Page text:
Federal funding to clean up Alberta’s inactive oil and gas wells was not well spent and “amounts to little more than a bailout to the oil and gas industry,” according to a new report by the Parkland Institute and Oxfam Canada.
In April 2020, the Alberta government received $1 billion of $1.7 billion in federal funding to clean up abandoned and inactive oil and gas wells through a Site Rehabilitation Program (SRP), which provides grants of between 50 to 100 per cent of costs for well, pipeline, and facility closures and reclamations. The province is home to approximately 168,000 inactive and abandoned oil and gas wells in need of remediation.
When the funding was first announced, the federal government framed it as an opportunity to reduce greenhouse gas emissions, create jobs, further Indigenous reconciliation and contribute to an inclusive economic recovery.
The report set out to assess whether the $1 billion was spent in a way that achieved positive social and environmental justice outcomes based on publicly available data.
“What I found was essentially just a lot of window dressing,” said report author Megan Egler, a natural resources PhD student and researcher with the Parkland Institute. “On the surface, the program looks really great, but there was a huge lack of transparency and very little evidence to suggest that the program is, in fact, achieving what it set out to do.”
In a statement sent to Canada’s National Observer, Alberta Energy Minister Sonya Savage said, “The report from Parkland Institute and Oxfam Canada contains a number of inaccuracies and fails to reflect the significant progress made by Alberta’s government on addressing a number of issues it identifies.” Her statement said the $1 billion being directed through the SRP is “to get Albertans back to work by speeding up well, pipeline, and site closure efforts in the energy sector.”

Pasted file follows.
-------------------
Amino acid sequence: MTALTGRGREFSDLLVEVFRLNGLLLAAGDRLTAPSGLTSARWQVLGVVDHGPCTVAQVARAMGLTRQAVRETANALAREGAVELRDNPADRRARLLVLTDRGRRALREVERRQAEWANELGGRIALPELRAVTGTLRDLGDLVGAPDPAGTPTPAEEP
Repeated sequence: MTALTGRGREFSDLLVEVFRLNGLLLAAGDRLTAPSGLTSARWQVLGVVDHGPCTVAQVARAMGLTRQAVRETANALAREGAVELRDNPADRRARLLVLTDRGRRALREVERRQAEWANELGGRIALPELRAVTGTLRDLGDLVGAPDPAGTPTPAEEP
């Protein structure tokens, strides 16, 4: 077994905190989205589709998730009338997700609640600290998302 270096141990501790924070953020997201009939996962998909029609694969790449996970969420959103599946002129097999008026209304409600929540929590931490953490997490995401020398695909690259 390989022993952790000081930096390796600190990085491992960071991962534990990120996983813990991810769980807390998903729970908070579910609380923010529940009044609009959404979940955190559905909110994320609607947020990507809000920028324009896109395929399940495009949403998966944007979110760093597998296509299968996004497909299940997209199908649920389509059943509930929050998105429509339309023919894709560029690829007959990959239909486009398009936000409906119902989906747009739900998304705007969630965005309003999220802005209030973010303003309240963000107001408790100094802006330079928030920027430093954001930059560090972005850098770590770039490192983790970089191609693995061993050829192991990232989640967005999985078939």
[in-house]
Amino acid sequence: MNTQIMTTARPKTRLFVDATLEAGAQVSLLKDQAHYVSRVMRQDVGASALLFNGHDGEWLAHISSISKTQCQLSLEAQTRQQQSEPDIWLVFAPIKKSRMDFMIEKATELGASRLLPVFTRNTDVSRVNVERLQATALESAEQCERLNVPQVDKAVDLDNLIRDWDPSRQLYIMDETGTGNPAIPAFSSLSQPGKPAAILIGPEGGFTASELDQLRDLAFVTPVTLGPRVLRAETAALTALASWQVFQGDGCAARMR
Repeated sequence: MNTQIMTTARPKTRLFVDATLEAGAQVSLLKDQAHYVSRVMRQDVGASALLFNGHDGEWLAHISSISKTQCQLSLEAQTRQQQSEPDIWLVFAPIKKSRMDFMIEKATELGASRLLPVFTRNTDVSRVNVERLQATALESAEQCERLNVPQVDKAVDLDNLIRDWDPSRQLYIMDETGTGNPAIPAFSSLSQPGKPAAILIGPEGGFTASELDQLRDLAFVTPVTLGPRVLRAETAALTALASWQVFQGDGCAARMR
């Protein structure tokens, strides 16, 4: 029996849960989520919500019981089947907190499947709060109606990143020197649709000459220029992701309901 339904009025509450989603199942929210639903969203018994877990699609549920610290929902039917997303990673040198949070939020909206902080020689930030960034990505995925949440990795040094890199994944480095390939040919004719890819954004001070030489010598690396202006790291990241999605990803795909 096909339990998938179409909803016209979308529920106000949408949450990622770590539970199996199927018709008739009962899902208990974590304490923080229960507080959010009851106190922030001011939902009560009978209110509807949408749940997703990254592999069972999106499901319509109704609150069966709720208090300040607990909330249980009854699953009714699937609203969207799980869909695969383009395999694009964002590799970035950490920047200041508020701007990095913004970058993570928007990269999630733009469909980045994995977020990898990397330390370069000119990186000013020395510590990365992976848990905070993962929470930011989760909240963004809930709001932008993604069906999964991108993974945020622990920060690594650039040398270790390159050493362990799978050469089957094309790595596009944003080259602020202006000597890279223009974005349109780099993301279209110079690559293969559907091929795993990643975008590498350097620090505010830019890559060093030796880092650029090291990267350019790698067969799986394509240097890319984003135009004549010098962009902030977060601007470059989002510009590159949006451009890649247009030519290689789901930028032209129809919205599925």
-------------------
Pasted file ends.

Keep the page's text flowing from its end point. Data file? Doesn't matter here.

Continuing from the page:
The statement did not specify what the inaccuracies were, but added that the grant funding has created more than 1,900 jobs so far, and that the SRP “keeps Alberta’s oil field service companies working during these difficult times.”
As part of the SRP, the Alberta government promised to create 5,300 jobs and is on track to achieve roughly 90 per cent of that goal, but the report found one “job” only equates to roughly one year of employment, meaning these positions are likely temporary.
The report also notes that there are legal obligations for companies to do cleanup work outside of public funding, but when the SRP was announced, there was widespread work stoppage in well closure activities as companies awaited grants.
A note from a meeting held on July 6, 2020, with Alberta Energy and the Environmental Services Association of Alberta read, “Several companies had cancelled spending based on anticipated funds from the AB SRP.”
Egler said this suggests at least some of the jobs created by the program would have existed without it, and that oil and gas producers are using the grant funding to replace activities they would — or should — have performed regardless.